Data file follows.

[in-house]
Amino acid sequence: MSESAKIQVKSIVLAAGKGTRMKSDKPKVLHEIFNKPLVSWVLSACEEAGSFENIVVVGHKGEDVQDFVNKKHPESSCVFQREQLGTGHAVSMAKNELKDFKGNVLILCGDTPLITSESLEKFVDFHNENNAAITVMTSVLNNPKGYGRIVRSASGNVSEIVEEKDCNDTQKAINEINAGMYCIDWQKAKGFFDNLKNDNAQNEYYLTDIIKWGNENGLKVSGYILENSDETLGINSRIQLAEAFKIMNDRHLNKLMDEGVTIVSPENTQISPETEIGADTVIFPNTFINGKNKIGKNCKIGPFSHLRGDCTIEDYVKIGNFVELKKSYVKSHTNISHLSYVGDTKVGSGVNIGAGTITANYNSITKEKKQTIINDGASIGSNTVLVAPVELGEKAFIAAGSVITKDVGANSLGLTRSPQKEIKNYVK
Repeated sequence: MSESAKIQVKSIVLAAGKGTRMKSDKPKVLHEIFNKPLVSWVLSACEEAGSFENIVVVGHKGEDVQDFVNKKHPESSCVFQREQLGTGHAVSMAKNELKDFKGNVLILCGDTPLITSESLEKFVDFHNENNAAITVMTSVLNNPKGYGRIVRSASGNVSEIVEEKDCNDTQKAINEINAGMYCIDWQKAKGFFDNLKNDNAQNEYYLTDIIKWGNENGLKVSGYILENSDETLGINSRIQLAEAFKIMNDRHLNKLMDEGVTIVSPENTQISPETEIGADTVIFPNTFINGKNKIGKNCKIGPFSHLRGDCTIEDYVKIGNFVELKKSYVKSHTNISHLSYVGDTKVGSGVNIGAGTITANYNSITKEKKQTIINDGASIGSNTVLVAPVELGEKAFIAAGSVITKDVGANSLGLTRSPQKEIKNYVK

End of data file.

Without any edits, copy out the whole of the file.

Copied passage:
[in-house]
Amino acid sequence: MSESAKIQVKSIVLAAGKGTRMKSDKPKVLHEIFNKPLVSWVLSACEEAGSFENIVVVGHKGEDVQDFVNKKHPESSCVFQREQLGTGHAVSMAKNELKDFKGNVLILCGDTPLITSESLEKFVDFHNENNAAITVMTSVLNNPKGYGRIVRSASGNVSEIVEEKDCNDTQKAINEINAGMYCIDWQKAKGFFDNLKNDNAQNEYYLTDIIKWGNENGLKVSGYILENSDETLGINSRIQLAEAFKIMNDRHLNKLMDEGVTIVSPENTQISPETEIGADTVIFPNTFINGKNKIGKNCKIGPFSHLRGDCTIEDYVKIGNFVELKKSYVKSHTNISHLSYVGDTKVGSGVNIGAGTITANYNSITKEKKQTIINDGASIGSNTVLVAPVELGEKAFIAAGSVITKDVGANSLGLTRSPQKEIKNYVK
Repeated sequence: MSESAKIQVKSIVLAAGKGTRMKSDKPKVLHEIFNKPLVSWVLSACEEAGSFENIVVVGHKGEDVQDFVNKKHPESSCVFQREQLGTGHAVSMAKNELKDFKGNVLILCGDTPLITSESLEKFVDFHNENNAAITVMTSVLNNPKGYGRIVRSASGNVSEIVEEKDCNDTQKAINEINAGMYCIDWQKAKGFFDNLKNDNAQNEYYLTDIIKWGNENGLKVSGYILENSDETLGINSRIQLAEAFKIMNDRHLNKLMDEGVTIVSPENTQISPETEIGADTVIFPNTFINGKNKIGKNCKIGPFSHLRGDCTIEDYVKIGNFVELKKSYVKSHTNISHLSYVGDTKVGSGVNIGAGTITANYNSITKEKKQTIINDGASIGSNTVLVAPVELGEKAFIAAGSVITKDVGANSLGLTRSPQKEIKNYVK